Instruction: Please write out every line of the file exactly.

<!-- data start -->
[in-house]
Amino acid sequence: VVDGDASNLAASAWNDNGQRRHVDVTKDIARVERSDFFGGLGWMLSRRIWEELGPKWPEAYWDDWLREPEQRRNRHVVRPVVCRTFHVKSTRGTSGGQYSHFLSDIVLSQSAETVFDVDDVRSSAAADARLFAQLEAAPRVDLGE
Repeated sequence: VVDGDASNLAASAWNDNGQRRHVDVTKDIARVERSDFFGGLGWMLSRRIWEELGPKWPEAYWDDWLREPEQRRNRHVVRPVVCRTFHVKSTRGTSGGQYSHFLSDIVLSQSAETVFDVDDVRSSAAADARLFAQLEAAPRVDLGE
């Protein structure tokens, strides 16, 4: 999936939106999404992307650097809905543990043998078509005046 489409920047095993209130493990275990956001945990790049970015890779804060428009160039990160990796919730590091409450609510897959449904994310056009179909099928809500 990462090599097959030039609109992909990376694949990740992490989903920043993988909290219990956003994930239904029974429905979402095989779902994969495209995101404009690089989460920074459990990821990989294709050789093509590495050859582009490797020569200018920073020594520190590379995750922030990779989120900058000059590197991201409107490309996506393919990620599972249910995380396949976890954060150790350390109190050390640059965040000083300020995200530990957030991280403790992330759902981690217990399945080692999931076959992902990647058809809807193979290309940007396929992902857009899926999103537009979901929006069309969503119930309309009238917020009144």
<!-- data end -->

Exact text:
[in-house]
Amino acid sequence: VVDGDASNLAASAWNDNGQRRHVDVTKDIARVERSDFFGGLGWMLSRRIWEELGPKWPEAYWDDWLREPEQRRNRHVVRPVVCRTFHVKSTRGTSGGQYSHFLSDIVLSQSAETVFDVDDVRSSAAADARLFAQLEAAPRVDLGE
Repeated sequence: VVDGDASNLAASAWNDNGQRRHVDVTKDIARVERSDFFGGLGWMLSRRIWEELGPKWPEAYWDDWLREPEQRRNRHVVRPVVCRTFHVKSTRGTSGGQYSHFLSDIVLSQSAETVFDVDDVRSSAAADARLFAQLEAAPRVDLGE
């Protein structure tokens, strides 16, 4: 999936939106999404992307650097809905543990043998078509005046 489409920047095993209130493990275990956001945990790049970015890779804060428009160039990160990796919730590091409450609510897959449904994310056009179909099928809500 990462090599097959030039609109992909990376694949990740992490989903920043993988909290219990956003994930239904029974429905979402095989779902994969495209995101404009690089989460920074459990990821990989294709050789093509590495050859582009490797020569200018920073020594520190590379995750922030990779989120900058000059590197991201409107490309996506393919990620599972249910995380396949976890954060150790350390109190050390640059965040000083300020995200530990957030991280403790992330759902981690217990399945080692999931076959992902990647058809809807193979290309940007396929992902857009899926999103537009979901929006069309969503119930309309009238917020009144």